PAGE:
Sophomore Year… High School… Camp Cowen… As I did every year, I sat next to my camp girl friend… because after all, doesn’t every freshman boy go to camp for the ladies? I listened to a speaker named Rob Ely talk about why Jesus should matter to me… a popular, All-American kid with a bright future and a clean record. He spoke about this God who rescued every one of us through the person of Jesus. He spoke about the love and unmerited, undeserved grace of Jesus for the ENTIRE world - all for the sake of restoring every person… as his beloved!
As Rob spoke that night, I felt something strange begin to happen. I let go of my camp girlfriend’s hand. Scenes of my life began to rerun in my mind, but rather than disregarding them, I decided to feel them.
On that night, the very hearing of being called a beloved child of God so moved my heart and renewed my weary soul that I did not care so much about the girl sitting next to me or the buddies from my cabin when I got up, walked to Rob, and accepted the love of Jesus for me.
Truly that evening, it was as though God ripped through the veil of my facade and gave rest and hope to my burdened heart.
I experienced the presence of God that day, and it forever changed my life.
Immediately, I bookmarked that night at Camp Cowen. I never wanted to forget it. Soon after, I became very certain that my life vocation would be devoted to full-time ministry. But I still felt unclear about what capacity. Until…
8 Years Later… 3rd Year of Seminary… A class called “Missional Theology and Practice.”
When I close my eyes, I am transported into the room in which we met, where I sat, and even what my professor wore during the first sessions when my heart broke wide open for the power and witness of the local church with statements like these:
“Imagine a local church in a community whose sole mission seeks to live life together as the presence of Jesus Christ for the world. A church whose people resemble so closely the likeness of Jesus that when a person meets them that person cannot tell the difference between the two. A church whose goal seeks to restore the broken, falling apart lives of individuals. A church whose desire seeks to unite families and see young people thrive. A church whose aim seeks to bind the brokenhearted. A church whose sole assignment seeks the unity of all things, the redemption of all things, and the yearning of all things to return to one who created them, the very one whom the church serves: Jesus Christ.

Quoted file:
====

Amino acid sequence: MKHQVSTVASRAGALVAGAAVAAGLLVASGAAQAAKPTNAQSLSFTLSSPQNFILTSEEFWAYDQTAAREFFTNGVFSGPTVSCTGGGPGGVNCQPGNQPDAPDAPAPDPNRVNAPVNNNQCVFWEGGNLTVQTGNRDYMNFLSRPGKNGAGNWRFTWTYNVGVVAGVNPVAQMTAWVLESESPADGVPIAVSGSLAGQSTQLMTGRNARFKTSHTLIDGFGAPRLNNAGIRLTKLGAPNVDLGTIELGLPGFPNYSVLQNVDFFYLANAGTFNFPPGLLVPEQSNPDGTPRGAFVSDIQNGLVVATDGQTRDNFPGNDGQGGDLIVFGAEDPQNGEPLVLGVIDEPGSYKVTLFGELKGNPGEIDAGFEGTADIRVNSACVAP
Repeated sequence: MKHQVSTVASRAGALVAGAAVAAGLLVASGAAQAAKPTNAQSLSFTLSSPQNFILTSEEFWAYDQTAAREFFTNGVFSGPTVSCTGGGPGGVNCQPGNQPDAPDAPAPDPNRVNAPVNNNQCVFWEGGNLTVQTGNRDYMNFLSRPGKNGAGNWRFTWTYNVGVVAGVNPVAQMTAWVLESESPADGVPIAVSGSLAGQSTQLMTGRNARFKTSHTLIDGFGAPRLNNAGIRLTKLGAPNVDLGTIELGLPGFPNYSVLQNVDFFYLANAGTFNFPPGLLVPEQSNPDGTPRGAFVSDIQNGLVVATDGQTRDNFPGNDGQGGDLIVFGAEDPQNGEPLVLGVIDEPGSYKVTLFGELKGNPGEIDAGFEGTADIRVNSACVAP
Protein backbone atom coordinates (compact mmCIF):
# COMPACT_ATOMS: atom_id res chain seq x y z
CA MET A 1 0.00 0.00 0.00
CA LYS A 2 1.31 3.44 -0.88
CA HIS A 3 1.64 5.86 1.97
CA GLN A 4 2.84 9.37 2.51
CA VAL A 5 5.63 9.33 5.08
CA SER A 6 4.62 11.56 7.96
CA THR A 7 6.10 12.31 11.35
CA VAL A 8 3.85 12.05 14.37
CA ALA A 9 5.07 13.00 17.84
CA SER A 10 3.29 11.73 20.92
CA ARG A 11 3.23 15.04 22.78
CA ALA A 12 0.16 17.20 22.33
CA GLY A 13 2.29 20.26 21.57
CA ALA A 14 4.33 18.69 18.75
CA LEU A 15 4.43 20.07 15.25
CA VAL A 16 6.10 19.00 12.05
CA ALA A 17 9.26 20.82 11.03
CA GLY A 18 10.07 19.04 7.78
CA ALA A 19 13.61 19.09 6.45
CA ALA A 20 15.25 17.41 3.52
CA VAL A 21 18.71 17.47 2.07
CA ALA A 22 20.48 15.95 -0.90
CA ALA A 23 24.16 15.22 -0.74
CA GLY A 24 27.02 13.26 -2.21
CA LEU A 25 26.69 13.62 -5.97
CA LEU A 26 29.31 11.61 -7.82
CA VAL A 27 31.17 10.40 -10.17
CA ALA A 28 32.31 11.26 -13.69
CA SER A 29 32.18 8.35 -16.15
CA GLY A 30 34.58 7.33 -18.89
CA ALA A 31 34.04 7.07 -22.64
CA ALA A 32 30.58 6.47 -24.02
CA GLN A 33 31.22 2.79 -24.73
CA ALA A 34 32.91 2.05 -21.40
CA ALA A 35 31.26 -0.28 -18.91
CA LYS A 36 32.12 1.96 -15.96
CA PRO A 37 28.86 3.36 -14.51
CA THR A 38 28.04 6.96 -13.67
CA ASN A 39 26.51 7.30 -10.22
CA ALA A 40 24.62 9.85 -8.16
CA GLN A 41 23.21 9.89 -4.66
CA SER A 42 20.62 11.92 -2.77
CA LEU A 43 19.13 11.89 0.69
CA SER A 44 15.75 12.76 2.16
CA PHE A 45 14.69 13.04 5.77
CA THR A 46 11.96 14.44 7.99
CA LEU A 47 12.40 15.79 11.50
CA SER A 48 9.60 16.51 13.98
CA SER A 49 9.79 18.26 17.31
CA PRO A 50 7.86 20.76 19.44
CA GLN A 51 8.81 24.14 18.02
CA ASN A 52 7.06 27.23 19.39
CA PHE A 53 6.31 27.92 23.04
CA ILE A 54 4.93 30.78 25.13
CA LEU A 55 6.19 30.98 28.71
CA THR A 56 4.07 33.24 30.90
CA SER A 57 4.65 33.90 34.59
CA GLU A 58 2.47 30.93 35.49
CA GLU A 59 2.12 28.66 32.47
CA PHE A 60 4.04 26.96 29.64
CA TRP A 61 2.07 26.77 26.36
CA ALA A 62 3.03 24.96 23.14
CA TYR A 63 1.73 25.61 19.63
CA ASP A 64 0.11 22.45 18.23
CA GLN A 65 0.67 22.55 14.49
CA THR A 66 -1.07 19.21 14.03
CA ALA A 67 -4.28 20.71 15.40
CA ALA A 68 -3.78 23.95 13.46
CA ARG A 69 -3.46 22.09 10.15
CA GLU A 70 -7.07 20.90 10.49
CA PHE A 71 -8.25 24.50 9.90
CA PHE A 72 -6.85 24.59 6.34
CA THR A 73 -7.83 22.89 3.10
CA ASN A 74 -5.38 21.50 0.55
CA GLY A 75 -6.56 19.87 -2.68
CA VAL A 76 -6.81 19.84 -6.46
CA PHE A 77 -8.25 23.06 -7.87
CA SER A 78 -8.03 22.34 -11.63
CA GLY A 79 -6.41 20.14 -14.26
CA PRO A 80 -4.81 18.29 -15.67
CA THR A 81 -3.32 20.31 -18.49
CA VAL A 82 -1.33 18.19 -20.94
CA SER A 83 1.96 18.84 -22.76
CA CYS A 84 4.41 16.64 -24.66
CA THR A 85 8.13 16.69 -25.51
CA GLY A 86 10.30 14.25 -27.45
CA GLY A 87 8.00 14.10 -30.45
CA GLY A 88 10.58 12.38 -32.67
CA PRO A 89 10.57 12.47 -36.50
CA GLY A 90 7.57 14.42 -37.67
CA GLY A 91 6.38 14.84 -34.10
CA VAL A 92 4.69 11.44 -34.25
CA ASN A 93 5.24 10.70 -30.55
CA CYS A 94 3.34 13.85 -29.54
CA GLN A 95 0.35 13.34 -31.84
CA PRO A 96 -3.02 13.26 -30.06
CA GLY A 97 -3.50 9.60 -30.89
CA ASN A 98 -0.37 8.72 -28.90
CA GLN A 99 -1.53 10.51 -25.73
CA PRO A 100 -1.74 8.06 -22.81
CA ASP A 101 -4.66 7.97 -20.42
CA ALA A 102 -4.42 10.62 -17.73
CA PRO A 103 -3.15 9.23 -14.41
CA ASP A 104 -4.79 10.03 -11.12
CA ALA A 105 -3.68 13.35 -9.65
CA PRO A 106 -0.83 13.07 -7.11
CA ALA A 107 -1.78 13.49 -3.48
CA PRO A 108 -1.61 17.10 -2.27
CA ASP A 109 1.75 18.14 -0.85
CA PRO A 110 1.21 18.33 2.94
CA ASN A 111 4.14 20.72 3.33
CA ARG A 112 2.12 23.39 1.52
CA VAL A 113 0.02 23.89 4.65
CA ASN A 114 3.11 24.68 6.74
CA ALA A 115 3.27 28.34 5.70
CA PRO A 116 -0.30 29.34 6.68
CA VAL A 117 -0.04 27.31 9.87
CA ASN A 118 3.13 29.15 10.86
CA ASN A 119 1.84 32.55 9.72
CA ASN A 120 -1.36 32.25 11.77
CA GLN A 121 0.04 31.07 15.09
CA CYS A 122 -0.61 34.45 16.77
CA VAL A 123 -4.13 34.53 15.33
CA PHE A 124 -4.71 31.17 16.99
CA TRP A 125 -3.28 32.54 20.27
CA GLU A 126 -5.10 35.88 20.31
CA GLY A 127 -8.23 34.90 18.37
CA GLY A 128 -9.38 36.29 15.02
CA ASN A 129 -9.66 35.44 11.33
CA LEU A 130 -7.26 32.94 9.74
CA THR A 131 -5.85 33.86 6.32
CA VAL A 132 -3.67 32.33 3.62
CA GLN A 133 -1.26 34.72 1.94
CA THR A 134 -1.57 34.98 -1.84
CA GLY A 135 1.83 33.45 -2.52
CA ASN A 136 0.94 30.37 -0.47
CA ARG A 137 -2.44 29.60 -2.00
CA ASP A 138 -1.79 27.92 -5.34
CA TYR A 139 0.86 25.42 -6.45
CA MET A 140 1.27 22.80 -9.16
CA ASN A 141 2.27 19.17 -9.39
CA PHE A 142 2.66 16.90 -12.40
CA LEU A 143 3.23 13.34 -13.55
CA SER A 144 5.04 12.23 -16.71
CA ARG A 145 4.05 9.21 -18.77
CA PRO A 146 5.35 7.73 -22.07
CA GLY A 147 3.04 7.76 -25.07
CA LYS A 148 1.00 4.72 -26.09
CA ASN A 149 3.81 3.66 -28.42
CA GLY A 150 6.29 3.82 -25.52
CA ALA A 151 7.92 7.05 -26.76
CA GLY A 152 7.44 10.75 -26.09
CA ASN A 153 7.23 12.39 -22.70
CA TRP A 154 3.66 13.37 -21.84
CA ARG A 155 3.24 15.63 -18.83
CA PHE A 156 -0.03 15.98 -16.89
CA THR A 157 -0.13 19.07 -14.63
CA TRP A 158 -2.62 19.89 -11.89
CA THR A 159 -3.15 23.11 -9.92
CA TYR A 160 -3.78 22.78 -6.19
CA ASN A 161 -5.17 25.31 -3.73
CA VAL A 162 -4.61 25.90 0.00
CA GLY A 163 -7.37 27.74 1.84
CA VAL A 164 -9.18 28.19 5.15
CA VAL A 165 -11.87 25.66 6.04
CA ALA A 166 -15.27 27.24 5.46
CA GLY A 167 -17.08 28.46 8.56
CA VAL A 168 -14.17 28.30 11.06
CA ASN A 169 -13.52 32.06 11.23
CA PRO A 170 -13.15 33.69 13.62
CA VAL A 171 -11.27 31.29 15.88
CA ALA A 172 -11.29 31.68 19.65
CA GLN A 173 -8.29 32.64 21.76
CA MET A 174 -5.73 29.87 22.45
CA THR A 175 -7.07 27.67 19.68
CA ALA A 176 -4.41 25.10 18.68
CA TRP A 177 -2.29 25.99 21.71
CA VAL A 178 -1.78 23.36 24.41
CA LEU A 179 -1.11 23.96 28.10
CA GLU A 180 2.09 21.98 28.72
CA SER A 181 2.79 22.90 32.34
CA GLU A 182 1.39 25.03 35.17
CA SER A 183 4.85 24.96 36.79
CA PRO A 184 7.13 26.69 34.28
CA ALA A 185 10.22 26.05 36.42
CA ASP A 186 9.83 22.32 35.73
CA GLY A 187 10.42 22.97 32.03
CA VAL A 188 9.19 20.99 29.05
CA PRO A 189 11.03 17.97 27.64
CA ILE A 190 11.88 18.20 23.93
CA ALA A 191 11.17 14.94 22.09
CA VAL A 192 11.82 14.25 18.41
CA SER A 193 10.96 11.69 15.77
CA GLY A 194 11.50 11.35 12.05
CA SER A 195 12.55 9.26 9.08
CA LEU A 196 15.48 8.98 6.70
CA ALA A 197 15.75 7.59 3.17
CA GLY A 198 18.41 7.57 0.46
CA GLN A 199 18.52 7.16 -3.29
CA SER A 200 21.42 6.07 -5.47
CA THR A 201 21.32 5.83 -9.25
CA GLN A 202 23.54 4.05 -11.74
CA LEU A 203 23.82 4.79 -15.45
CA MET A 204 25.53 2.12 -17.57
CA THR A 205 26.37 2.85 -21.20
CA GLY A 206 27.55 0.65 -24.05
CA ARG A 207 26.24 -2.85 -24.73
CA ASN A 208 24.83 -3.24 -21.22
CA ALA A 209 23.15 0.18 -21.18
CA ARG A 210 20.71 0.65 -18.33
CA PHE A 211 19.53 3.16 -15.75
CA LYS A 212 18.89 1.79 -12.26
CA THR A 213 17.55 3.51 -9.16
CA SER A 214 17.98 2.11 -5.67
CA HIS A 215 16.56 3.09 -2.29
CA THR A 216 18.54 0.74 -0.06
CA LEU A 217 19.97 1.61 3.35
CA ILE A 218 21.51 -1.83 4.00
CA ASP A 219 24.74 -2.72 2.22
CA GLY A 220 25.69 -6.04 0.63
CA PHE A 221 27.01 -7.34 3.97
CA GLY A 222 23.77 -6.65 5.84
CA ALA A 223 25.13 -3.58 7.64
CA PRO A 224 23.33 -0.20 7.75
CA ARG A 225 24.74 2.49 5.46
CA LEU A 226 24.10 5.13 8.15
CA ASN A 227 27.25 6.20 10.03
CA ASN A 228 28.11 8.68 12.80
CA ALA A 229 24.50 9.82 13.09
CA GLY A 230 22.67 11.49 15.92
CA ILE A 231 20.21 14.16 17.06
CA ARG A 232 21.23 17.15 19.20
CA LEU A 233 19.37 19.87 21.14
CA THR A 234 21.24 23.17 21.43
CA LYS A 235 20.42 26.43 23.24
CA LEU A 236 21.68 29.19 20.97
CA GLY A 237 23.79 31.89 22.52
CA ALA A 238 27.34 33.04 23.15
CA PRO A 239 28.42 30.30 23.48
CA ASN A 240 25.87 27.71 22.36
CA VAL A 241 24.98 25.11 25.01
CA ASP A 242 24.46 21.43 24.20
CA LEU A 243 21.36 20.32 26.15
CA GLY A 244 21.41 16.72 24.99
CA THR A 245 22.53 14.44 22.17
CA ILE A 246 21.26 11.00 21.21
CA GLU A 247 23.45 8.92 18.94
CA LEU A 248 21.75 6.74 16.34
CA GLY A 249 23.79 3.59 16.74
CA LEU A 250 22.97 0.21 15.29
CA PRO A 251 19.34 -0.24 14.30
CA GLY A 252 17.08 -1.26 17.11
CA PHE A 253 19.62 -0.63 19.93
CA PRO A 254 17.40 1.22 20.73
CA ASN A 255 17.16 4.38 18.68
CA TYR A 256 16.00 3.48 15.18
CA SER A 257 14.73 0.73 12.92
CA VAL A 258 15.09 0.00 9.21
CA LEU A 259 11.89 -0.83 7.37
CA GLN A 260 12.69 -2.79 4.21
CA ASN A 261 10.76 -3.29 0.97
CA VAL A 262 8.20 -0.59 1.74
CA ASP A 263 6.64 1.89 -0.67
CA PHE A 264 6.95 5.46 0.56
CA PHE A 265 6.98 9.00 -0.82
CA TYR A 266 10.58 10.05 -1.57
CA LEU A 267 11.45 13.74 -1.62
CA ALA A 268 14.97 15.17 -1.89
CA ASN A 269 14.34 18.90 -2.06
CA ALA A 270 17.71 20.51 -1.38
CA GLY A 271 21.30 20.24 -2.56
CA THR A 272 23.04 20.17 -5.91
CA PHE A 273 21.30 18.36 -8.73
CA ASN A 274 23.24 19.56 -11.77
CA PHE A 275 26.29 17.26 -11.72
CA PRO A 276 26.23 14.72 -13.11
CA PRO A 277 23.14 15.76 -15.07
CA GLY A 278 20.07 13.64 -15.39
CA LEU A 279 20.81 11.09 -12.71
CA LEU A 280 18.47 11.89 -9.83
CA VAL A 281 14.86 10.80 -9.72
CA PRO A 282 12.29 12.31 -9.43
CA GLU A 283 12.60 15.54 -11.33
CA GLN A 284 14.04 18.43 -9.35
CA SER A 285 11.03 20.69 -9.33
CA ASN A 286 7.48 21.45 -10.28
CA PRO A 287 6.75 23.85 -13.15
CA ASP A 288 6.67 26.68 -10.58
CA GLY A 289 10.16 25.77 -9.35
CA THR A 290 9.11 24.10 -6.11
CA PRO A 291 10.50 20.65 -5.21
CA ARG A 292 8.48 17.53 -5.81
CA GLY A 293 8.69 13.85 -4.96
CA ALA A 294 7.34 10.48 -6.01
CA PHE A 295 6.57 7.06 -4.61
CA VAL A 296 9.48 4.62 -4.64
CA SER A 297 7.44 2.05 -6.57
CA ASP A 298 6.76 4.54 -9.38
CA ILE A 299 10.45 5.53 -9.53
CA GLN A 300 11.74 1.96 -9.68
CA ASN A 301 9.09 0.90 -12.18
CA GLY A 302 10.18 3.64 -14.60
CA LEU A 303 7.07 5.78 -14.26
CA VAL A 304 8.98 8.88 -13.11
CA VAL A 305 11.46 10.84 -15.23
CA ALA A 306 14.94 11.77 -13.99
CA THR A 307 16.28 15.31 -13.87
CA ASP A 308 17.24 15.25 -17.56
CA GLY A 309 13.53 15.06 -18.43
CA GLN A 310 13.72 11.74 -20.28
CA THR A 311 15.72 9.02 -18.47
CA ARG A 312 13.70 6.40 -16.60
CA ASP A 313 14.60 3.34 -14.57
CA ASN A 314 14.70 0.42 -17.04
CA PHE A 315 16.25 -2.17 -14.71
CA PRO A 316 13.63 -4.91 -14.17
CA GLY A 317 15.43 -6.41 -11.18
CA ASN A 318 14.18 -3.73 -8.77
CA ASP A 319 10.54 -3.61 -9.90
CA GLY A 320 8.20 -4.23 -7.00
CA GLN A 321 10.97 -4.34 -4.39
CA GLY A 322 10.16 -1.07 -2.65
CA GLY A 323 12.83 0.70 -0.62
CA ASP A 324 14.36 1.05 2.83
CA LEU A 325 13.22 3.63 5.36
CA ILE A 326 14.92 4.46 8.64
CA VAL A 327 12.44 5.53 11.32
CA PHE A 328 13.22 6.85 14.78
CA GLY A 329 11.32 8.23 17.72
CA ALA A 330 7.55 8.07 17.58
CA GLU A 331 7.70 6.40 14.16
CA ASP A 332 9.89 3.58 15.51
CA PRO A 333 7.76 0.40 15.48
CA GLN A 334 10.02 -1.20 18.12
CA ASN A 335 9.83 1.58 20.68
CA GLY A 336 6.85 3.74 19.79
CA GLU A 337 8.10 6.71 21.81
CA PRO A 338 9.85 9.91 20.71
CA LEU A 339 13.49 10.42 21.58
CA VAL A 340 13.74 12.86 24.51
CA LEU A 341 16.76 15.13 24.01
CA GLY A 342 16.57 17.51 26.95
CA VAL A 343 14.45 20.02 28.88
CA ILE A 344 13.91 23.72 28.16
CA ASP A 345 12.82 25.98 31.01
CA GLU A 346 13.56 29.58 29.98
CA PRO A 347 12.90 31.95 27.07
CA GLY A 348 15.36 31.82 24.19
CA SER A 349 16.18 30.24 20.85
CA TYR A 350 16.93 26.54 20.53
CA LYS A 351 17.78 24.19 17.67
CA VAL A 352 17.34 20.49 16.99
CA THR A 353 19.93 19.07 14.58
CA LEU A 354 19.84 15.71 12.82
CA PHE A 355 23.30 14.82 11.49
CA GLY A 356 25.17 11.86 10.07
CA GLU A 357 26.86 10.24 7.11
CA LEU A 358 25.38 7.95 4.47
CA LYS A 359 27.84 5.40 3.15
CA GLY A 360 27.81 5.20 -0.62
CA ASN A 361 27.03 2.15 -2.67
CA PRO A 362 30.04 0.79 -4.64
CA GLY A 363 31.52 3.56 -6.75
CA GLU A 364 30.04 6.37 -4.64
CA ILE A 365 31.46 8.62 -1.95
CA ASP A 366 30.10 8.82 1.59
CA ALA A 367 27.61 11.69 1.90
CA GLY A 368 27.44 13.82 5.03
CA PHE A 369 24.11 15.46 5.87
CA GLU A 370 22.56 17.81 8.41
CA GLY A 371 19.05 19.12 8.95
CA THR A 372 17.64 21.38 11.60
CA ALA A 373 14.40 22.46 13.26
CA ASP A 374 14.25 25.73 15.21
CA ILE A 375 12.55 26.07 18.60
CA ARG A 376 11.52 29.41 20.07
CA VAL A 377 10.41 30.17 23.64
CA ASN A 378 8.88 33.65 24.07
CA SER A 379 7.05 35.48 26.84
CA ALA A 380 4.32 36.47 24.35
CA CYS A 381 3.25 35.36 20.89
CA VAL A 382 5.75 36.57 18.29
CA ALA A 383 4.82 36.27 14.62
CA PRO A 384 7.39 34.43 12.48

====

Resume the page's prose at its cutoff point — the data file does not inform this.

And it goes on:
As I heard statements like these throughout the course, my heart welled up with so much emotion for the church that I knew then and there that my life would be devoted to serving as a Pastor of a local church. It was as though God ripped through the veil of my own life ambitions and lit my heart on fire for the local church.
I experienced the presence of God that day, and it forever changed my life.
Personal experiences with God always change things. Have you ever experienced God? What did it change for you? If not, then strap in because I do believe that God wants to break in your life.
I am amazed everyday by the young people of our church who began attending either Wyldlife or Anthem as atheists, but then over a period of time began to experience life change and faith formation… all because they encountered a personal experience with the living God.
I view that as a modern day miracle!
During our final Anthem high school group of the semester, we closed by gathering in a circle and sharing about our experiences with God from the last year. Powerful!… A young freshman girl admitted that she had been feeling lost. She confessed to us that she had given too much of her heart away to kids who didn’t respect it. During one Anthem a while back, I talked about a great verse from the book of Proverbs… chapter 4, verse 23, which says, “Guard your heart above all else, for it determines the course of your life.” In her own words, she said, “When I heard that verse, my heart came alive. I memorized it, and I remind myself everyday to guard my heart because Jesus lives there!”
Her statement testifies to the fact that a personal experience with God changes things!
God used the wisdom from the Book of Proverbs that day because a man named Solomon encountered a personal experience with God nearly 3,000 years ago.
Recall from last week that the first born son from David and Bathsheba died as a consequence of the sin that David committed. Yet, several years later, God provided them with another son named Solomon. God loved Solomon so much that God gave him a special name upon his birth - Jedediah - which means the “Beloved of the Lord.”
After David passed and Solomon assumed the throne, Solomon encountered God in a deeply personal and transformational way that forever changed the course of his life…